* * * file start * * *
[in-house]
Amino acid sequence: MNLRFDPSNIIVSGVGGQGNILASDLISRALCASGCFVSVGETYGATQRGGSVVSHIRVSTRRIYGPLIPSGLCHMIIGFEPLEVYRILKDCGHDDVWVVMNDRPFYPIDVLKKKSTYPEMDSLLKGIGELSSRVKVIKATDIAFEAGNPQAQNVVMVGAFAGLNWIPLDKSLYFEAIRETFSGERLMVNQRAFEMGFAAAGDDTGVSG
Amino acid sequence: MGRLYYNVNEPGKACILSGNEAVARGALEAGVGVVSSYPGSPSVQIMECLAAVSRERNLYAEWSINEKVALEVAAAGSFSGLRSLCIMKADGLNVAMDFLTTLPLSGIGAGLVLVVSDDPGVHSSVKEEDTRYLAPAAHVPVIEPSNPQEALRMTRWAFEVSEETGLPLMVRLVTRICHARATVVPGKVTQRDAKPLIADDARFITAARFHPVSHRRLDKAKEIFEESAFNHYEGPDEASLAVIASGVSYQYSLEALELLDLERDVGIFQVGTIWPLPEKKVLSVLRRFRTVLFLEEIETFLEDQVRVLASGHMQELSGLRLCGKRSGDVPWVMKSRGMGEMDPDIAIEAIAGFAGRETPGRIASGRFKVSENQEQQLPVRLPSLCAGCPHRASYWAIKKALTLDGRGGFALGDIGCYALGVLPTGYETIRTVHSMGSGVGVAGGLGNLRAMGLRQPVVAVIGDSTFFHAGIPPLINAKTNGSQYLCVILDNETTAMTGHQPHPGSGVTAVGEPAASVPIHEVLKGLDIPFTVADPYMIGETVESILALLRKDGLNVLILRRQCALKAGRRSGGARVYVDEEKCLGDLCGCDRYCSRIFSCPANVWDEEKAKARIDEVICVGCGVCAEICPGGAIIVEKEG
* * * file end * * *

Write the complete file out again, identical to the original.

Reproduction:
[in-house]
Amino acid sequence: MNLRFDPSNIIVSGVGGQGNILASDLISRALCASGCFVSVGETYGATQRGGSVVSHIRVSTRRIYGPLIPSGLCHMIIGFEPLEVYRILKDCGHDDVWVVMNDRPFYPIDVLKKKSTYPEMDSLLKGIGELSSRVKVIKATDIAFEAGNPQAQNVVMVGAFAGLNWIPLDKSLYFEAIRETFSGERLMVNQRAFEMGFAAAGDDTGVSG
Amino acid sequence: MGRLYYNVNEPGKACILSGNEAVARGALEAGVGVVSSYPGSPSVQIMECLAAVSRERNLYAEWSINEKVALEVAAAGSFSGLRSLCIMKADGLNVAMDFLTTLPLSGIGAGLVLVVSDDPGVHSSVKEEDTRYLAPAAHVPVIEPSNPQEALRMTRWAFEVSEETGLPLMVRLVTRICHARATVVPGKVTQRDAKPLIADDARFITAARFHPVSHRRLDKAKEIFEESAFNHYEGPDEASLAVIASGVSYQYSLEALELLDLERDVGIFQVGTIWPLPEKKVLSVLRRFRTVLFLEEIETFLEDQVRVLASGHMQELSGLRLCGKRSGDVPWVMKSRGMGEMDPDIAIEAIAGFAGRETPGRIASGRFKVSENQEQQLPVRLPSLCAGCPHRASYWAIKKALTLDGRGGFALGDIGCYALGVLPTGYETIRTVHSMGSGVGVAGGLGNLRAMGLRQPVVAVIGDSTFFHAGIPPLINAKTNGSQYLCVILDNETTAMTGHQPHPGSGVTAVGEPAASVPIHEVLKGLDIPFTVADPYMIGETVESILALLRKDGLNVLILRRQCALKAGRRSGGARVYVDEEKCLGDLCGCDRYCSRIFSCPANVWDEEKAKARIDEVICVGCGVCAEICPGGAIIVEKEG